Court refuses request to force alleged hacker Lauri Love to hand over passwords

10.05.16 | |


A landmark judgment handed down today by District Judge Nina Tempia at Westminster Magistrates’ Court means that Lauri Love, represented on a pro bono basis by Ben Cooper, will not have to disclose passwords and encryption keys for his computers to the National Crime Agency, which seized his property in October 2013.  Mr Love is alleged to have committed offences by hacking in to computer systems belonging to the FBI, the US Federal Reserve Bank, and the US Missile Defence Agency.  The Government of the USA has sought his extradition to face trial in three separate US jurisdictions, New York, Virginia and New Jersey. Mr Love’s extradition case is testing the new forum bar to extradition, announced by the Home Secretary when revoking the order for Gary McKinnon’s extradition, with a hearing date scheduled for 28 June 2016.


The case raised important issues of principle in relation to the right to respect for private life, right to enjoyment of private property, and the use that should be made by the court to make directions in circumstances where the NCA has failed to follow through on statutory procedures set out in the Regulation of Investigatory Powers Act 2000.  Mr Love was also effectively being asked to hand over material which the authorities could seek to use to incriminate him.  District Judge Tempia agreed, saying that to grant the NCA’s application would “circumvent specific legislation that has been passed in order to deal with the disclosure sought.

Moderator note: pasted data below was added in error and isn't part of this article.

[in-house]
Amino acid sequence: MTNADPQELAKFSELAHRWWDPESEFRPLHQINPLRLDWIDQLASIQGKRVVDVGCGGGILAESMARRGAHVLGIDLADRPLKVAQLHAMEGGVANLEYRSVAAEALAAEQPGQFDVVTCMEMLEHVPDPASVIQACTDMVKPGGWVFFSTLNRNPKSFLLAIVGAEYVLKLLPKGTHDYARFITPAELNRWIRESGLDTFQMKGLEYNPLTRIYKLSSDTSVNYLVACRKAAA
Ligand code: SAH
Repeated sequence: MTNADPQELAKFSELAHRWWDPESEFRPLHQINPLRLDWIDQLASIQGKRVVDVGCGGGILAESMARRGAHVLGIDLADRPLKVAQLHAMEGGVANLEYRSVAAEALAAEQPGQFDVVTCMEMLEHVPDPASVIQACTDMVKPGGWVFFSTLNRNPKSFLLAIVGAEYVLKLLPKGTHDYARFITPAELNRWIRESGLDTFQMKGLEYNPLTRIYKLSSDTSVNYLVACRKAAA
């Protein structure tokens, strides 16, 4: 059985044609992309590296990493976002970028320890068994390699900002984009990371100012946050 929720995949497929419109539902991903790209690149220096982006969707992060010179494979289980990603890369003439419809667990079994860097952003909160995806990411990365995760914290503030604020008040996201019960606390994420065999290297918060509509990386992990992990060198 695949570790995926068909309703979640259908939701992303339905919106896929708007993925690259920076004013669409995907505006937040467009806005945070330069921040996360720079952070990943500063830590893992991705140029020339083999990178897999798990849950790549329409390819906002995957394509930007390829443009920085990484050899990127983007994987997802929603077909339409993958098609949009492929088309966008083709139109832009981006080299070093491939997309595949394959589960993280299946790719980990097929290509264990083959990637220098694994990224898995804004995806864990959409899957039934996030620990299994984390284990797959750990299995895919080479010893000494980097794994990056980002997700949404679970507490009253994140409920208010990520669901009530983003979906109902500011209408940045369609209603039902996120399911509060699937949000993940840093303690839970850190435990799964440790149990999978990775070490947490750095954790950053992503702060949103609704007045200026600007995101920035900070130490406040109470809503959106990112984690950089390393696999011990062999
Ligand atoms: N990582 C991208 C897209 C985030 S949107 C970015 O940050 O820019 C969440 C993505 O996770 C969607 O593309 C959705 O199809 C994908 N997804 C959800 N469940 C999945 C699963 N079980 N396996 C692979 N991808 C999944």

Today’s decision has been widely reported by press outlets such as The Guardianthe BBC, and others. David Allen Green, the well known legal writer and head of litigation and media at Preiskel & Co, has written for the Financial Times outlining why, in his view, the National Crime Agency lost the case by abusing the law.  His piece can be found here.


Ben Cooper continues to represent Mr Love, as sole counsel, in his defence of the US extradition request.  Ben has a long history of representing individuals accused of sophisticated cybercrime before the Crown Court including members of the Anonymous and Lulzsec hacking group. He successfully defended Gary McKinnon, whose extradition to the US was blocked by the Home Secretary after a ten-year battle and Richard O’Dwyer, accused in the US of copyright infringement, after negotiating a deferred prosecution agreement.


Stephen Cragg QC led in the claim for return of Mr Love’s property. Kaim Todner Solicitors instruct.

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